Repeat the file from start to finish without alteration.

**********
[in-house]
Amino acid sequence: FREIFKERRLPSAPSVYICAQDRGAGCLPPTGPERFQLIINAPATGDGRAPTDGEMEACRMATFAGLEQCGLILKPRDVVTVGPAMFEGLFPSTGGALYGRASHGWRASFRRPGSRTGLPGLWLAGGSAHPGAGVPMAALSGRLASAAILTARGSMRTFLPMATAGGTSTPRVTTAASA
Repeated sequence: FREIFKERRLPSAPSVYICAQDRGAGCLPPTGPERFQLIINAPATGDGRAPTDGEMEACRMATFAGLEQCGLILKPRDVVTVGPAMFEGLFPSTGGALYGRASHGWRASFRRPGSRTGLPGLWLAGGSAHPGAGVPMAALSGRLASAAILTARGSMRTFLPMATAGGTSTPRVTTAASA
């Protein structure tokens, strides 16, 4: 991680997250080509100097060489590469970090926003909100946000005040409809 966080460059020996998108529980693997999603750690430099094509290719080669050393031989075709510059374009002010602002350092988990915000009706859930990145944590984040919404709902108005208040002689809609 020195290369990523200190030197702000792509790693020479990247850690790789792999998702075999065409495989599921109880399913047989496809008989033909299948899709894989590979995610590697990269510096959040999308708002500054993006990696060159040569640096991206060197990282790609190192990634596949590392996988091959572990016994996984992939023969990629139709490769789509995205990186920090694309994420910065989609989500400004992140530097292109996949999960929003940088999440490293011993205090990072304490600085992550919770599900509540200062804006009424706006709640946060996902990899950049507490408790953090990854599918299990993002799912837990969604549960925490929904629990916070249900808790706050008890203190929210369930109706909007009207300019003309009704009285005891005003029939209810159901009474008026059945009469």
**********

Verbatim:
[in-house]
Amino acid sequence: FREIFKERRLPSAPSVYICAQDRGAGCLPPTGPERFQLIINAPATGDGRAPTDGEMEACRMATFAGLEQCGLILKPRDVVTVGPAMFEGLFPSTGGALYGRASHGWRASFRRPGSRTGLPGLWLAGGSAHPGAGVPMAALSGRLASAAILTARGSMRTFLPMATAGGTSTPRVTTAASA
Repeated sequence: FREIFKERRLPSAPSVYICAQDRGAGCLPPTGPERFQLIINAPATGDGRAPTDGEMEACRMATFAGLEQCGLILKPRDVVTVGPAMFEGLFPSTGGALYGRASHGWRASFRRPGSRTGLPGLWLAGGSAHPGAGVPMAALSGRLASAAILTARGSMRTFLPMATAGGTSTPRVTTAASA
């Protein structure tokens, strides 16, 4: 991680997250080509100097060489590469970090926003909100946000005040409809 966080460059020996998108529980693997999603750690430099094509290719080669050393031989075709510059374009002010602002350092988990915000009706859930990145944590984040919404709902108005208040002689809609 020195290369990523200190030197702000792509790693020479990247850690790789792999998702075999065409495989599921109880399913047989496809008989033909299948899709894989590979995610590697990269510096959040999308708002500054993006990696060159040569640096991206060197990282790609190192990634596949590392996988091959572990016994996984992939023969990629139709490769789509995205990186920090694309994420910065989609989500400004992140530097292109996949999960929003940088999440490293011993205090990072304490600085992550919770599900509540200062804006009424706006709640946060996902990899950049507490408790953090990854599918299990993002799912837990969604549960925490929904629990916070249900808790706050008890203190929210369930109706909007009207300019003309009704009285005891005003029939209810159901009474008026059945009469």